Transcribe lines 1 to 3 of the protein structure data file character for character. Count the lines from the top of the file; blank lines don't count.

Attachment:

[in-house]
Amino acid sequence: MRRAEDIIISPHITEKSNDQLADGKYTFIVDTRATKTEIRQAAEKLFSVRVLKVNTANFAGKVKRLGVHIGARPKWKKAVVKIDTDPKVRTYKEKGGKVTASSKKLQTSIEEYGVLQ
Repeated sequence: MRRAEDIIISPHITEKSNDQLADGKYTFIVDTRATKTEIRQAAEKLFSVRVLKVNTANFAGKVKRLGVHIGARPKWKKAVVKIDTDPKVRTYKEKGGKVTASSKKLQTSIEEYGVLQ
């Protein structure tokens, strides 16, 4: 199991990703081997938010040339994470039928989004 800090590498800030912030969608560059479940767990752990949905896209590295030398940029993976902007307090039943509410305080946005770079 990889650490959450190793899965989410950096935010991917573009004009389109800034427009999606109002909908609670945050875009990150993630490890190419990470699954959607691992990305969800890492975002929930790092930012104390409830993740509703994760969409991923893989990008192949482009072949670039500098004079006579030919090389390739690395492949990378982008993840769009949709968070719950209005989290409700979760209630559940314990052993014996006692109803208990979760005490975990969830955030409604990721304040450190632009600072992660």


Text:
[in-house]
Amino acid sequence: MRRAEDIIISPHITEKSNDQLADGKYTFIVDTRATKTEIRQAAEKLFSVRVLKVNTANFAGKVKRLGVHIGARPKWKKAVVKIDTDPKVRTYKEKGGKVTASSKKLQTSIEEYGVLQ
Repeated sequence: MRRAEDIIISPHITEKSNDQLADGKYTFIVDTRATKTEIRQAAEKLFSVRVLKVNTANFAGKVKRLGVHIGARPKWKKAVVKIDTDPKVRTYKEKGGKVTASSKKLQTSIEEYGVLQ